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Penicillin
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Penicillin

Penicillin is an antibiotic produced by the Penicillium notatum mold. The antibiotic effect was originally discovered by a young French medical student Ernest Duchesne studying Penicillium glaucum in 1896 but his work was forgotten. It was later rediscovered in 1928 by Alexander Fleming who noticed that a halo of inhibition of bacterial growth in a culture of Staphylococcus around a contaminant blue-green mould. From the culture plate, Fleming concluded that the mould was releasing a substance that was inhibiting bacterial growth. He grew a pure culture and discovered that the fungus was Penicillium notatum - he later named the bacterial inhibiting substance penicillin after the Penicillum notatum that released it. Unfortunately, Fleming was convinced after conducting some more experiments that penicillin could not last long enough in the human body to kill pathogenic bacteria and stopped studying penicillin after 1931. It would prove to be the discovery that changed modern medicine.

Its chemical structure was determined by Dorothy Crowfoot Hodgkin, enabling synthetic production. A team of Oxford research scientists led by Australian Howard Walter Florey and including Ernst Boris Chain and Norman Heatley discovered a method of mass producing the drug. Florey and Chain shared the 1945 Nobel prize in medicine with Fleming for this work Penicillin has since become the most widely used antibiotic to date and is still used for many Gram-positive bacterial infections.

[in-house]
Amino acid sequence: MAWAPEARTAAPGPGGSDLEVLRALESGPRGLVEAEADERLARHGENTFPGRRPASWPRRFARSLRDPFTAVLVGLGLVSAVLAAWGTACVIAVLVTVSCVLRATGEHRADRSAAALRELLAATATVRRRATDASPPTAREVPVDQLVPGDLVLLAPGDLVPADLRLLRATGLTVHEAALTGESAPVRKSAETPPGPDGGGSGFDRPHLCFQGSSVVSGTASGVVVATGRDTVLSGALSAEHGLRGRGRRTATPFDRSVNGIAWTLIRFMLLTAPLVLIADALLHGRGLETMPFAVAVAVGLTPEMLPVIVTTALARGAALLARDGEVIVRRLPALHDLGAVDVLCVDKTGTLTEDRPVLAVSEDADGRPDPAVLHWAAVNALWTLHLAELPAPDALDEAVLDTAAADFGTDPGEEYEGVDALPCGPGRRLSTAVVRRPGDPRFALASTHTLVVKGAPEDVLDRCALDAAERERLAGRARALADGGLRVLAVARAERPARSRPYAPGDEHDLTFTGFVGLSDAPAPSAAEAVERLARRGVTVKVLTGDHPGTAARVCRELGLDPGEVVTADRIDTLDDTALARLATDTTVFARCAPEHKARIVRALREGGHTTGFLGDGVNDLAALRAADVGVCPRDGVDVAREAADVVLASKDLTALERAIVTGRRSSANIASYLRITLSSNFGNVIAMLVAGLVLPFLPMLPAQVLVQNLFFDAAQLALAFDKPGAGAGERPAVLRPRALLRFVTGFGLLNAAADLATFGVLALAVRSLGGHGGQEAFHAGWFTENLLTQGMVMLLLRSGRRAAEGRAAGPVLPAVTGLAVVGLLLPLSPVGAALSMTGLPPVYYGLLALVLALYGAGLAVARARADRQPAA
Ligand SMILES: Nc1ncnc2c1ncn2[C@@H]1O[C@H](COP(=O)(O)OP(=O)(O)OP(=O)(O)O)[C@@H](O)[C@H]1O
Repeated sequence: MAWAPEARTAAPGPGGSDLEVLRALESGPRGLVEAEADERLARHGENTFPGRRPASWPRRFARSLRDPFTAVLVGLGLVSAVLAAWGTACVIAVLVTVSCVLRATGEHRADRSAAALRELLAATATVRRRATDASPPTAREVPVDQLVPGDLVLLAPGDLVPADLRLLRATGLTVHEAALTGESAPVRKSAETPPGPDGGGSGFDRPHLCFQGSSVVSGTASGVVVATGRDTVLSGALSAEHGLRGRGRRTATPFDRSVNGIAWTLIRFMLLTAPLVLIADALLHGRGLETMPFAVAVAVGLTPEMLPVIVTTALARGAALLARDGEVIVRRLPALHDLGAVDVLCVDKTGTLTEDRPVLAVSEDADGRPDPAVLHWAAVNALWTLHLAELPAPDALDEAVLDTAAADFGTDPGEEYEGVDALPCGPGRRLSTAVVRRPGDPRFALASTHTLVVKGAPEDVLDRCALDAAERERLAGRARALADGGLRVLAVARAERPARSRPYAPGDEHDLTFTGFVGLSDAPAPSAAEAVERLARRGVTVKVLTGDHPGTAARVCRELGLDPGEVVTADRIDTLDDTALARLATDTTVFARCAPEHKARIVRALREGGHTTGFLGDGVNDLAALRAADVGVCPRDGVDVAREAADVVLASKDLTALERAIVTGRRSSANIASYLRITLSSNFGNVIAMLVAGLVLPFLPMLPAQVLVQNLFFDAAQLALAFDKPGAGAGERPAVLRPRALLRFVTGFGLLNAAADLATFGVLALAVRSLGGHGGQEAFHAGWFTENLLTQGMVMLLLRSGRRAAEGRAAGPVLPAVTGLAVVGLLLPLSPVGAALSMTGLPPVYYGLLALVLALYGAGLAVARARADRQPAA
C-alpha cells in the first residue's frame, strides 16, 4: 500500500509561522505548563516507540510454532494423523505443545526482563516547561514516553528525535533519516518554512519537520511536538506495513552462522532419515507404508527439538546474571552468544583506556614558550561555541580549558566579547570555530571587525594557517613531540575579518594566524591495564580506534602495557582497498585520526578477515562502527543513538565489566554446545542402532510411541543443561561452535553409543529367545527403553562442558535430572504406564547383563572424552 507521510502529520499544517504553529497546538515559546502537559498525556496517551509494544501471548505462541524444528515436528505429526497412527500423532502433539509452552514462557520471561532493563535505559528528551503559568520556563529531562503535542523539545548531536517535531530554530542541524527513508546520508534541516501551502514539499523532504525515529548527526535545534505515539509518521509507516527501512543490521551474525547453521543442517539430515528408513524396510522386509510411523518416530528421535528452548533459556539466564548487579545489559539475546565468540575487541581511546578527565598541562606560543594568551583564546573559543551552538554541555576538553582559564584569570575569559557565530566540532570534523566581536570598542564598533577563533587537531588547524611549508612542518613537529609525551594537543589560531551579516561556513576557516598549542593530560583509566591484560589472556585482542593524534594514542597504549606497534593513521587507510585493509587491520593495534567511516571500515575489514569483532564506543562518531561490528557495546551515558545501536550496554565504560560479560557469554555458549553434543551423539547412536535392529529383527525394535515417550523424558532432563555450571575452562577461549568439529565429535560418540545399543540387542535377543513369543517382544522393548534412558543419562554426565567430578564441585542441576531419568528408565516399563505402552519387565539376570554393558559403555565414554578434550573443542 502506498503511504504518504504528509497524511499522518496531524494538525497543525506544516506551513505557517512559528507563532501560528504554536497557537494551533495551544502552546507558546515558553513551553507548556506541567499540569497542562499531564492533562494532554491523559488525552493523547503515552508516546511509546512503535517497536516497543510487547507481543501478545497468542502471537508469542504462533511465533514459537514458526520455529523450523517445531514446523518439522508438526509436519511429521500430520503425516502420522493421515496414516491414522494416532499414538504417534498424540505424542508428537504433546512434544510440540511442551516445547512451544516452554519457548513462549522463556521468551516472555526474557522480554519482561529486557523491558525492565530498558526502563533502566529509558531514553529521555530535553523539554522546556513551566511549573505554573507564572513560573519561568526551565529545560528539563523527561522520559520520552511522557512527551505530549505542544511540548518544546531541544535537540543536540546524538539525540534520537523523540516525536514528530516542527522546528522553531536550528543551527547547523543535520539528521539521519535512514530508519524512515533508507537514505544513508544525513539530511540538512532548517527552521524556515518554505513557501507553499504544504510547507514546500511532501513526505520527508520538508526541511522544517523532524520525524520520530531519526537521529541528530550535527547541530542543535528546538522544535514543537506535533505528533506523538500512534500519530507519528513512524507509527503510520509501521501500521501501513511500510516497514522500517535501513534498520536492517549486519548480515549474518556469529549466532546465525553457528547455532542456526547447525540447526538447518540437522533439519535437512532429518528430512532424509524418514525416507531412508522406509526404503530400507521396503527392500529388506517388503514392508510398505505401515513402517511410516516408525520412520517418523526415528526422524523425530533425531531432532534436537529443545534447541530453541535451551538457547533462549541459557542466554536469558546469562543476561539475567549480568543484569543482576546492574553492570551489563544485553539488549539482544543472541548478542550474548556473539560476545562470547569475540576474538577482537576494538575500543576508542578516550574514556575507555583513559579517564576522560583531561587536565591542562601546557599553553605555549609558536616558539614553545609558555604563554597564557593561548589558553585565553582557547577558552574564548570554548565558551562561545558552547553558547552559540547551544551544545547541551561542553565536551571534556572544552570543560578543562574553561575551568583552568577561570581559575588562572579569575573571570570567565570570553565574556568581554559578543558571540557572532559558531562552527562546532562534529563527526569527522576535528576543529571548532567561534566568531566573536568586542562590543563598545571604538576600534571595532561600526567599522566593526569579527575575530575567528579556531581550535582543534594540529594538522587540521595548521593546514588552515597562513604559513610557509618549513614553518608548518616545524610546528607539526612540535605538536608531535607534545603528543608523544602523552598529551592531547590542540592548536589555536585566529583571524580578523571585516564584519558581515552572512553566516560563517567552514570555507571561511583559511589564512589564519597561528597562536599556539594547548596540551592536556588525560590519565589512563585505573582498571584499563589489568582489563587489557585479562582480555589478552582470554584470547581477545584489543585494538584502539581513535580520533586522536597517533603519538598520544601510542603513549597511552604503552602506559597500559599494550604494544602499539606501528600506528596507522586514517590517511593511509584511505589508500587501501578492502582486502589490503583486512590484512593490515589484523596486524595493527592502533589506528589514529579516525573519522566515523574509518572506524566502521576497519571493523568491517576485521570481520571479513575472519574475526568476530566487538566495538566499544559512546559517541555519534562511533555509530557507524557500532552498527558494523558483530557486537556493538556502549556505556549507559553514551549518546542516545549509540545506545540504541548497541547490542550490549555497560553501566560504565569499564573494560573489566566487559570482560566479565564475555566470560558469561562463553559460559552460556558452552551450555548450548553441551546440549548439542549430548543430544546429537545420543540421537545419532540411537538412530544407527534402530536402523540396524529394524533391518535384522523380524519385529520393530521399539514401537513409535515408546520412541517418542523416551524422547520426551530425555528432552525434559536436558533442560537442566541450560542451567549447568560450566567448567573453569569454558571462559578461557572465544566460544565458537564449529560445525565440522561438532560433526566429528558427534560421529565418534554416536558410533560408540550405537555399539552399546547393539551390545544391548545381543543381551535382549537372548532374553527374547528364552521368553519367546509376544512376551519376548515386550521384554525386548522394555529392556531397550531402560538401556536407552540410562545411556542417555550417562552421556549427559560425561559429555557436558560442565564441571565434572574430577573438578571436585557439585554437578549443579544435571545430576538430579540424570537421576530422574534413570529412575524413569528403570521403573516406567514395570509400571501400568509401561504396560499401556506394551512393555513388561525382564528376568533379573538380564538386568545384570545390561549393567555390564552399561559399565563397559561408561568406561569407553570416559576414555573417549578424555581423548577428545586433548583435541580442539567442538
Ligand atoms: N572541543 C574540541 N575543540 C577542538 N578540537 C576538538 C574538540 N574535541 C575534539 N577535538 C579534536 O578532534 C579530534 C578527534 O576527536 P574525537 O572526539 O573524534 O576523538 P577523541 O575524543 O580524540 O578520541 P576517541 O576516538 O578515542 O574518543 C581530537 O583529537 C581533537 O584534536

Penicillin and penicillin derivatives work by inhibiting the formation of peptidoglycan cross links in the bacterial cell wall by directly competing for the reaction site (the beta-lactam ring of penicillin is a chemical analogue for the enzyme that links the peptidoglycan molecules in bacteria) and thus preventing the bacteria from multiplying (or rather causing cell lysis or death when the bacteria tries to divide). See optical isomerism.

Antibiotic resistance to penicillin is now common amongst many hospital acquired bacteria. The resistance to penicillin has been partly (maybe mostly) due to the rise of beta-lactamase producing bacteria which secrete an enzyme that breaks down the beta-lactam ring of penicillin, rendering it harmless to the bacteria.

Penicillin has a molecular formula R-C9H11N2O4S, where R is a variable side chain. It usually comes in two forms: Benzylpenicillin or penicillin G, which must be injected, and phenoxymethylpenicillin or penicillin V which is acid-stable and can be given in tablet form. Although this meant that penicillin could be prescribed in the community for the treatment of infections, the somewhat narrow spectrum of activity of penicillin V led to the search for derivatives of penicillin which could treat a wider range of infections. The first real step forward was in the form of ampicillin. Ampicillin offered a broader spectrum of activity than either of the original penicillins and allowed doctors to treat a huge range of both Gram-positive and Gram-negative infections with one relatively cheap drug. Further development gave us flucloxacillin, important even now for its resistance to beta-lactamases produced by bacteria such as Staphylococcus species. It is still no match for MRSA (Methicillin Resistant Staphylococcus aureus), which was named after flucloxacillin's relative, methicillin.

The last in the line of true penicillins were the antipseudomonal penicillins, such as ticarcillin, useful for their activity against Gram-negative bacteria. However, the usefulness of the beta-lactam ring was such that related antibiotics, including the mecillinams, the carbapenems and, most importantly, the cephalosporins, have it at the centre of their structures.